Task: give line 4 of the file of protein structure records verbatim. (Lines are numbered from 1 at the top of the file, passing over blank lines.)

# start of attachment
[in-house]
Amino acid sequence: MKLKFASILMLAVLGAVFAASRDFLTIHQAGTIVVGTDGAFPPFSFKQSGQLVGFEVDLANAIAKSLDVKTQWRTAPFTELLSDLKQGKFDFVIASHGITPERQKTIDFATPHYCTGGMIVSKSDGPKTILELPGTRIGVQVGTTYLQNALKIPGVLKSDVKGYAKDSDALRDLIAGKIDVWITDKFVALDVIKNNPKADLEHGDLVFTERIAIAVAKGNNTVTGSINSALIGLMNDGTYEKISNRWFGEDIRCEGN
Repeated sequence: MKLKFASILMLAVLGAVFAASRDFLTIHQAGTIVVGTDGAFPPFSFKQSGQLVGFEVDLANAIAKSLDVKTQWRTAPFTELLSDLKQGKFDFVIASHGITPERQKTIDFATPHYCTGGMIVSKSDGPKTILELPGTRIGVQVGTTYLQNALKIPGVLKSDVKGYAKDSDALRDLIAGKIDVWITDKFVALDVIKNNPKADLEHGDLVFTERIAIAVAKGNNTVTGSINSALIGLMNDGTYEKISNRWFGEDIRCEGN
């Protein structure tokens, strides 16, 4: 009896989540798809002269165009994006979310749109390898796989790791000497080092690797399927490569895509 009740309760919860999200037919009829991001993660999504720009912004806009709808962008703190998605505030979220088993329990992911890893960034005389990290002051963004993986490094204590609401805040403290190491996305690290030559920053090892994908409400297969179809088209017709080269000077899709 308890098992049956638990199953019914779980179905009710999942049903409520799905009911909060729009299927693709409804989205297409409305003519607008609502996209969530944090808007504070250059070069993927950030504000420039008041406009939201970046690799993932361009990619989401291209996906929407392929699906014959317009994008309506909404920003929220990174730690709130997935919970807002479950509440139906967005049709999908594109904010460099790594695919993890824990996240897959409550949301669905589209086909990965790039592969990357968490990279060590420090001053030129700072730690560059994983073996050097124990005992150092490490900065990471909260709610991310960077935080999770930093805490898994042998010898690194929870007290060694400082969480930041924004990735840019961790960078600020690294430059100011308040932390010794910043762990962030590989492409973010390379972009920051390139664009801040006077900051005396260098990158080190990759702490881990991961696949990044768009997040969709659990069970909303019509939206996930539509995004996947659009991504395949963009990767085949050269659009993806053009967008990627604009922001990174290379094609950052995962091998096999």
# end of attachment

């Protein structure tokens, strides 16, 4: 009896989540798809002269165009994006979310749109390898796989790791000497080092690797399927490569895509 009740309760919860999200037919009829991001993660999504720009912004806009709808962008703190998605505030979220088993329990992911890893960034005389990290002051963004993986490094204590609401805040403290190491996305690290030559920053090892994908409400297969179809088209017709080269000077899709 308890098992049956638990199953019914779980179905009710999942049903409520799905009911909060729009299927693709409804989205297409409305003519607008609502996209969530944090808007504070250059070069993927950030504000420039008041406009939201970046690799993932361009990619989401291209996906929407392929699906014959317009994008309506909404920003929220990174730690709130997935919970807002479950509440139906967005049709999908594109904010460099790594695919993890824990996240897959409550949301669905589209086909990965790039592969990357968490990279060590420090001053030129700072730690560059994983073996050097124990005992150092490490900065990471909260709610991310960077935080999770930093805490898994042998010898690194929870007290060694400082969480930041924004990735840019961790960078600020690294430059100011308040932390010794910043762990962030590989492409973010390379972009920051390139664009801040006077900051005396260098990158080190990759702490881990991961696949990044768009997040969709659990069970909303019509939206996930539509995004996947659009991504395949963009990767085949050269659009993806053009967008990627604009922001990174290379094609950052995962091998096999």